This is the Judo blog of Lance Wicks. In this blog I cover mainly Judo and related topics. My Personal blog is over at LanceWicks.com where I cover more geeky topics. Please do leave comments on what you read or use the Contact Me form to send me an email with your thoughts and ideas.

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JudoCoach.com Blog by Lance Wicks

 

 


The Judo Ashes Gala Dinner. 




On Friday 21st August Pennyhill Park Hotel and Spa will host the first ever judo ashes.

This will be a team event between the Australian 2009 World Judo Team and fighters from Camberley Judo Club including four times European champion Karina Bryant.

The evening will be a mixture of judo contests, displays and for all sport lovers it is an event not to be missed. The evening will feature a champagne reception and gala dinner.

All proceeds will go the charitable trust-Surrey Going for Gold.

Contact ssheppard@exclusivehotels.co.uk to book your table.


Be sure to check out the new Camberley Judo Club Website too at http://www.camberleyjudo.co.uk/ and follow Luke Preston on Twitter ( http://twitter.com/LukePreston_CJC ) and join the Facebook Group.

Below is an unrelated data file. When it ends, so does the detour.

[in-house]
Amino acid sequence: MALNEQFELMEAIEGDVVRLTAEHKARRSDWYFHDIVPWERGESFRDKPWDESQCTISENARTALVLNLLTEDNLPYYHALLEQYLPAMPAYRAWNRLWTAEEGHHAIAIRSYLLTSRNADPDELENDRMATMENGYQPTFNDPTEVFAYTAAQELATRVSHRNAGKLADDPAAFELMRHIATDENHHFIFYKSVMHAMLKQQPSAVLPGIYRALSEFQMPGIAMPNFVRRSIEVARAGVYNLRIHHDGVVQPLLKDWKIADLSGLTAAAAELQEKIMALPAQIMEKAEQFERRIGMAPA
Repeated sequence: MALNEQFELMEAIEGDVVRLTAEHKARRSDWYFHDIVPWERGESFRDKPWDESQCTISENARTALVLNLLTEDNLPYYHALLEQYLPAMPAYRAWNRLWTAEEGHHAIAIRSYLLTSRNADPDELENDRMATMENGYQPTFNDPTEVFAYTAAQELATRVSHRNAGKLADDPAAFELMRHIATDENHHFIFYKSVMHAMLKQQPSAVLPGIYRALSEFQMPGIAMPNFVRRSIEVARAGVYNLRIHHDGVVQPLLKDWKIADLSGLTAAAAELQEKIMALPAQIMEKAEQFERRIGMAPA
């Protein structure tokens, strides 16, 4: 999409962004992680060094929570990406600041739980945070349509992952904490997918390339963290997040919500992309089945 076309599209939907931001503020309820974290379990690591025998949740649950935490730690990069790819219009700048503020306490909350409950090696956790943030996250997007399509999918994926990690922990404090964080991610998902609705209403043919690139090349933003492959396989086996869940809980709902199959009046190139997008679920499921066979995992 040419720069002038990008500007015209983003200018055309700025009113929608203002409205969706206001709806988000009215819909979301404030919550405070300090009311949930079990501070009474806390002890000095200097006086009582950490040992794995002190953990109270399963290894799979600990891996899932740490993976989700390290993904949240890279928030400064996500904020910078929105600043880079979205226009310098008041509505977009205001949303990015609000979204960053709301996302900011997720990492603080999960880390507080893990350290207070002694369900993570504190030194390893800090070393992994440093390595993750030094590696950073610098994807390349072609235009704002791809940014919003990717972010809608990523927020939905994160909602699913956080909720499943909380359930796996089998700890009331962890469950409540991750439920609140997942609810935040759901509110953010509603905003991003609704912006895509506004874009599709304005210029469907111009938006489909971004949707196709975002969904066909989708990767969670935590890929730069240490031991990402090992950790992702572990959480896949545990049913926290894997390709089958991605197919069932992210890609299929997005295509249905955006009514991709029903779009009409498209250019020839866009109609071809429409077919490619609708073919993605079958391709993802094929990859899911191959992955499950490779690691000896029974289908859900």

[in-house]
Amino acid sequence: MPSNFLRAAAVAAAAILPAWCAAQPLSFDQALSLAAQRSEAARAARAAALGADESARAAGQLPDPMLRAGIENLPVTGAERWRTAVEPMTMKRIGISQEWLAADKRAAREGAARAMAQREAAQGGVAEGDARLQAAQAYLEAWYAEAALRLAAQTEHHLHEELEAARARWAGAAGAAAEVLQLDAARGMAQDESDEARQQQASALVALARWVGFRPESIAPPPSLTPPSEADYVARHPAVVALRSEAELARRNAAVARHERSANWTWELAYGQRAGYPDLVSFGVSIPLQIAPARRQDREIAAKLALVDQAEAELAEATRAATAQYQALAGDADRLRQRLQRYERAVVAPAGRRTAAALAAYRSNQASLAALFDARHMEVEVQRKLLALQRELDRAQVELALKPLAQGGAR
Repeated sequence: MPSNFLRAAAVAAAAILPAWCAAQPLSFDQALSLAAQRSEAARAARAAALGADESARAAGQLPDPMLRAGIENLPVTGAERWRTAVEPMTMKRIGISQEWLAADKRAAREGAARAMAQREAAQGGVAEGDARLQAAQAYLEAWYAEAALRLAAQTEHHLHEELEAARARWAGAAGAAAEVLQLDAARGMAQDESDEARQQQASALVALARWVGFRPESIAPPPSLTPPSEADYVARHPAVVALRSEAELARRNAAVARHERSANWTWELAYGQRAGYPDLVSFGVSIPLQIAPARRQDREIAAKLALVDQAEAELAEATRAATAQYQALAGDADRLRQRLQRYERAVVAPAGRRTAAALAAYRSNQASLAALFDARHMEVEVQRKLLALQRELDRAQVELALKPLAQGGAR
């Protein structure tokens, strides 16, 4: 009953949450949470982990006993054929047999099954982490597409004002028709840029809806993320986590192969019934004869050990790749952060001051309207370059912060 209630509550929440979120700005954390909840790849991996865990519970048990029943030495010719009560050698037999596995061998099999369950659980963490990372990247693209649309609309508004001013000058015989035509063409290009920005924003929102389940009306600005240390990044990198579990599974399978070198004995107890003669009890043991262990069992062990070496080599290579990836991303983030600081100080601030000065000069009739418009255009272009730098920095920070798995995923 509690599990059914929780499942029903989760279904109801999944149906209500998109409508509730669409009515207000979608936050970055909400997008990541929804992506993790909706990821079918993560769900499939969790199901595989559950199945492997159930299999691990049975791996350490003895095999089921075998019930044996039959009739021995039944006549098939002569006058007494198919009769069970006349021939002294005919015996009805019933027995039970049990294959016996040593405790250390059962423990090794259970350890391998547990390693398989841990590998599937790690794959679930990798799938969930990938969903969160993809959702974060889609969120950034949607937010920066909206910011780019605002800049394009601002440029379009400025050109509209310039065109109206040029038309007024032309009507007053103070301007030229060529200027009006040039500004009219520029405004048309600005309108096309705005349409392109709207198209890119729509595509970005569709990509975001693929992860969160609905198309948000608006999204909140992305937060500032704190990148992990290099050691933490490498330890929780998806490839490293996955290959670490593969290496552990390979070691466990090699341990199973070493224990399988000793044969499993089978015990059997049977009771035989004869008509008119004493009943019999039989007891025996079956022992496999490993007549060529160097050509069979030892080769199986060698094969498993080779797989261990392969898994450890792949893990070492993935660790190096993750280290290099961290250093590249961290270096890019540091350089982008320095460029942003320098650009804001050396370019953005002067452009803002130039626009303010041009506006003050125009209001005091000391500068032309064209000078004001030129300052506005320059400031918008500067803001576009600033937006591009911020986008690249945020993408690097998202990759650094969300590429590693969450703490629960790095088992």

The url to the facebook event for the dinner is: http://www.facebook.com/event.php?eid=100658613561



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BJA iPhone App preview. :-) 




Thoughts?

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Passion and fun (and swearing) in Judo. 


The video below is from the good folks at the University of Auckland Judo Club in my home New Zealand. It is the Final of a team event held recently.

I'd like you to watch it and post in the comments (or perhaps via email to lw@judocoach.com ) your reactions to it.



Personally, I have to say that THIS is what Judo contests should be like. Everyone in that room is engaged and loving every second of the match. Obviously they are not following the IJF ruleset, else Ben would not be on with Alaister for a start. Also no safety area, but as I commented to someone only "who needs a safety area when you have spectators".

The match is hard fought and passions boil over at times. But it's compelling viewing and in the end the spirit of Judo is maintained is it not? The two players fight long and hard and everyone is mates afterwards. Beers I am sure were shared afterwards, and judging by the guy matside drinking, during too.

For me it was nice also to see so many old faces, another push for me to go home. :-)

But please watch and tell me what you think of the match. Is it "a disgrace" or "brilliant". is it "against the spirit" or is it the very "essence" of Judo?